Ingredients: The Strange Chemistry of What We Put in Us and on Us
"When it comes to chemicals and our bodies, there are no simple answers. Thanks to George Zaidan, there are beautifully clear, elegant, accurate explanations. And they're funny. Zaidan has accomplished something I would not have thought possible. He has written an entertaining book about chemistry. Thank you, George, for this much-needed breakwater against the tide of misinformation that sloshes onto our screens."
—Mary Roach, author of Stiff
Cheese puffs. Coffee. Sunscreen. Vapes. George Zaidan reveals what will kill you, what won’t, and why—explained with high-octane hilarity, hysterical hijinks, and other things that don’t begin with the letter H.
INGREDIENTS offers the perspective of a chemist on the stuff we eat, drink, inhale, and smear on ourselves. Apart from the burning question of whether you should eat those Cheetos, Zaidan explores a range of topics. Here’s a helpful guide:
Stuff in this book:
- How bad is processed food? How sure are we?
- Is sunscreen safe? Should you use it?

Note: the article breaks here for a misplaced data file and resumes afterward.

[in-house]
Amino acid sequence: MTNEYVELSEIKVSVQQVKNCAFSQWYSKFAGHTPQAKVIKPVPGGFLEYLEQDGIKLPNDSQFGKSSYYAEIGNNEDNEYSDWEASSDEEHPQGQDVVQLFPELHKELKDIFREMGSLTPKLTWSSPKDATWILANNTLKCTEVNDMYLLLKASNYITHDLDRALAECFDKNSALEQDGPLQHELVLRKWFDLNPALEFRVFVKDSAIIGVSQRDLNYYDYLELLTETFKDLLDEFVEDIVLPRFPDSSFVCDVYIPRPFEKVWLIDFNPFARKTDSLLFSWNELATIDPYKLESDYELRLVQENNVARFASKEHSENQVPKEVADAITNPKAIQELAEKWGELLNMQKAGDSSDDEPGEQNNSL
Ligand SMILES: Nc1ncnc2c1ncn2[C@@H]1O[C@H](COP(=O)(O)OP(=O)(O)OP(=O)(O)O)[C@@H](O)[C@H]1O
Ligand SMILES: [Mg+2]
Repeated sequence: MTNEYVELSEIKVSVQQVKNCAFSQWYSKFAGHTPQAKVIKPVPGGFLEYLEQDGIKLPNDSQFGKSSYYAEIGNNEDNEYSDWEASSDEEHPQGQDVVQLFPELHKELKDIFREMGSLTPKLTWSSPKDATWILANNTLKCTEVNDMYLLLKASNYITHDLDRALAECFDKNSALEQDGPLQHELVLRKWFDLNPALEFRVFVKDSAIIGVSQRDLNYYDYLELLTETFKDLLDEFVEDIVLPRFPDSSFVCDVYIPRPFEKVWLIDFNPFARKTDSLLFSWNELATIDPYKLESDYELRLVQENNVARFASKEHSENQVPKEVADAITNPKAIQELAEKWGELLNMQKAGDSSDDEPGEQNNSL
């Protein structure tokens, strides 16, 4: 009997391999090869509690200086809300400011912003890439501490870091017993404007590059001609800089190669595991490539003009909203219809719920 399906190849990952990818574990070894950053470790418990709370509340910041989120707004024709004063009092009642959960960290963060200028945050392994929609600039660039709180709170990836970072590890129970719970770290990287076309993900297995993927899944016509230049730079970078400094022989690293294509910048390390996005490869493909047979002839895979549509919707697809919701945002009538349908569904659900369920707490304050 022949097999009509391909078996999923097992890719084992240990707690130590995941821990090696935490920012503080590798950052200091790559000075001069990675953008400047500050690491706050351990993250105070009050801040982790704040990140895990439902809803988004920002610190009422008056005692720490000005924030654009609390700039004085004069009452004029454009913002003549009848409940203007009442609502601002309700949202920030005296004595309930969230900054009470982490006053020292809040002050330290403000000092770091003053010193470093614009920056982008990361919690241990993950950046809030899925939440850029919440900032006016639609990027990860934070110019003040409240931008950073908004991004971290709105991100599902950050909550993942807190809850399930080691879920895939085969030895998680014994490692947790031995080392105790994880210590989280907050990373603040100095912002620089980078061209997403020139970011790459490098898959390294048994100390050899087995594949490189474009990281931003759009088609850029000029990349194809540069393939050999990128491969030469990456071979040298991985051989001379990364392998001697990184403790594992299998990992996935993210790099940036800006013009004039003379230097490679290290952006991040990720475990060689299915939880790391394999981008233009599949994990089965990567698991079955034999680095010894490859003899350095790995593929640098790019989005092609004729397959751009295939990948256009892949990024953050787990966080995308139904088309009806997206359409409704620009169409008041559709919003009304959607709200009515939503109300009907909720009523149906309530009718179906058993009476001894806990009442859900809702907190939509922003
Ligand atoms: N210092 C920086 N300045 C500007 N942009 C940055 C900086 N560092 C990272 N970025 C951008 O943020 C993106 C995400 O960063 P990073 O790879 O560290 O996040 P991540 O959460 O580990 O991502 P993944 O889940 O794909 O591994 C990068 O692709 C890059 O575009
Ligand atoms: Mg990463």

- Is coffee good or bad for you?
- What’s your disease horoscope?
- What is that public pool smell made of?
- What happens when you overdose on fentanyl in the sun?
- What do cassava plants and Soviet spies have in common?
- When will you die?
Stuff in other books:
- Your carbon footprint
- Food sustainability
- CEO pay
- Science funding
- Any kind of ball, really
Zaidan, an MIT-trained chemist who cohosted CNBC’s hit Make Me a Millionaire Inventor and wrote and voiced several TED-Ed viral videos, makes chemistry more fun than Hogwarts as he reveals exactly what science can (and can’t) tell us about the packaged ingredients sold to us every day. Sugar, spinach, formaldehyde, cyanide, the ingredients of life and death, and how we know if something is good or bad for us—as well as the genius of aphids and their butts—are all discussed in exquisite detail at breakneck speed.